Henderson’s no longer part of the conversation, though. The firestorm of online hostility compelled him to delete his essay and declare on Tuesday that he will no longer blog. He declined to comment Thursday. Even his wife is angry at him, he acknowledged in a follow-up blog post.

A few thoughts on this:

1. The Chicago Tribune article cites someone saying earning $250,000 a year is in the top 3 percent of American incomes.

2. At the same time, incomes can vary in their purchasing power in different areas. A $150,000 income living in Manhattan can lead to different things than living with that income in Atlanta.

3. Is this a microcosm of how Internet “discussion” works? It seems like a perfect storm of bad economic times plus widespread attention leads to a bad outcome for having made this argument.

4. Perhaps the real issue is whether people making $250,000 feel like they can live the lifestyle that is associated with such income levels. If they feel like they have to pinch pennies or a lot of the money is taken out in taxes, they might not “feel rich.” From those with lower incomes, this seems absurd: just think what could be done with that money. But having certain incomes leads to certain ideas about what that level of income looks like or how it is to be experienced.

UPDATE 9/24/10 3:36 PM: A piece from the Wall Street Journal fits in with my idea about the income and lifestyle not matching up. The overall idea seems to be that people who make this kind of money may not think they have to or don’t want to reign in their spending.

Conspicuous consumption during a recession

Trying to make sense of how recent events like the lavish wedding of Chelsea Clinton, the furor over Michelle Obama’s trip to Spain, and other similar events, can take place during this recession, Bella English of the Boston Globe turns to the concept of conspicuous consumption.

Sociologist Juliet Schor comments:

“It’s adding insult to injury at a time like this when so many Americans are suffering such extreme economic pain,’’ says Juliet Schor, a sociology professor at Boston College and author of “Plenitude: The New Economics of True Wealth.’’ “Those kinds of conspicuous displays of wealth undermine everyone else. They make us feel poorer and less satisfied with what we have.’’

Thorstein Veblen coined the term conspicuous consumption. According to Veblen, consumption is not just about buying necessities; it is about projecting an image and establishing status. The wealthy intentionally are wasteful in their consumption in order to show that they can afford to be wasteful.

Schor is expressing what the people toward the bottom of the economic ladder feel when the rich show off their riches. Should the rich cut down on their spending in times like these? Or perhaps they could draw less attention to themselves? My guess is that if one has the money, one is going to spend it whether it is a boom time or a down time. The only barrier to this may be a popular backlash – if the consumption actually leads to decreased status (rather than increased status), it may not be worth it.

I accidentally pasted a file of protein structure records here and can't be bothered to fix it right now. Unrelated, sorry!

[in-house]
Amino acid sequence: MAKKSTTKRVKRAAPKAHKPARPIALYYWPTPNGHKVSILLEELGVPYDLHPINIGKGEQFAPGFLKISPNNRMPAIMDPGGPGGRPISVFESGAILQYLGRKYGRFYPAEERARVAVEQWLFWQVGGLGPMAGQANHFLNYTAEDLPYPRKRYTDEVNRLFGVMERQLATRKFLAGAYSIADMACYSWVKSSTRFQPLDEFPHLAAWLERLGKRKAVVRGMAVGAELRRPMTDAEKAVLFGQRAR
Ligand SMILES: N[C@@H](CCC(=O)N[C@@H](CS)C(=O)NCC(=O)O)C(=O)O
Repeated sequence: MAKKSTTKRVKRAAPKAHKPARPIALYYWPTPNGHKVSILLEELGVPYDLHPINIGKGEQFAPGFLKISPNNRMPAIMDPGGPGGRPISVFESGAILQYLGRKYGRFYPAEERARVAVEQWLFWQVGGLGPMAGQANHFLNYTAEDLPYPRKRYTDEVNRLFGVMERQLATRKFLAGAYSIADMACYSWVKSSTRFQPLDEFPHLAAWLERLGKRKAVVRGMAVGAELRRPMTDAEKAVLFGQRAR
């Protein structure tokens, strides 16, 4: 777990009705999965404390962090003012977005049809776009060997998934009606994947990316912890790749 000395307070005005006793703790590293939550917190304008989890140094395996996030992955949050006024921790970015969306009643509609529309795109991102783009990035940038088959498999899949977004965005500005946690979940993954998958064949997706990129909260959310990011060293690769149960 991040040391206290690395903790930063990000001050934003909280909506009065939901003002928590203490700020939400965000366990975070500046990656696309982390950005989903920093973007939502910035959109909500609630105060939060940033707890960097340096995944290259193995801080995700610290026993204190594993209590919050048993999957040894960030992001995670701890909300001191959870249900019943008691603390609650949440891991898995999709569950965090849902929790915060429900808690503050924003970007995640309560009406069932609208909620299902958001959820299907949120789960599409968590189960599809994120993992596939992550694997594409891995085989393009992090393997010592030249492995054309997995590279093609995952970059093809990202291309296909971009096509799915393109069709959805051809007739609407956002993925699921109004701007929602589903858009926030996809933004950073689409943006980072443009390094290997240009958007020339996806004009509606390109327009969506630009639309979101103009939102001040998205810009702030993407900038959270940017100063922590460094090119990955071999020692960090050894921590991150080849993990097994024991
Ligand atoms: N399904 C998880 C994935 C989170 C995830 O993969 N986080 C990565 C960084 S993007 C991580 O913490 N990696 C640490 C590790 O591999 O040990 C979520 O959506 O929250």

Deciding who is really rich

As the American government considers changes to the tax brackets, James Surowiecki of the New Yorker says this involves an important question: how much money does one have to make to be rich?

While the administration has suggested being rich starts at $200,000 income per year, Surowiecki describes why it is not so simple:

Judging from surveys of how Americans describe themselves, most of the privileged don’t feel all that privileged. Why is that? One reason is the American mythology of middle-classness. Another is geography: in a place like Manhattan, where the average apartment sells for nine hundred thousand dollars, your money doesn’t go as far. And then there’s a larger truth about how wealth is getting concentrated in this country. As the economists Thomas Piketty and Emmanuel Saez have documented, people who earn a few hundred thousand dollars a year have done much worse than people at the very top of the ladder.

Indeed, wealth and income is often relative: if you made $150,000 a year but lived in a neighborhood and mainly associated with people who made around $1,000,000 a year, you might feel poor. The same concept is used to describe various levels of poverty: the relative poverty of the United States versus the absolute poverty experienced in Third World nations. Americans are notorious for feeling like they are middle-class, even if they clearly are not.

At the same time, I find it slightly difficult to believe that $200,000 doesn’t make one rich. Of course, one has choices about how to spend that money. Making $200,000 in Manhattan is not the same as the making that money in Nebraska. However, it should cover all of one’s expenses. Those making over $200,000 are still part of a small and elite group: according to the Census Bureau, in 2006 3.5% of American households made over $200,000 a year.

Surowiecki suggests the solution is to create separate tax brackets for the rich and “super-rich.” If the tax rates are changed, this seems reasonable to me – though it complicates the tax code.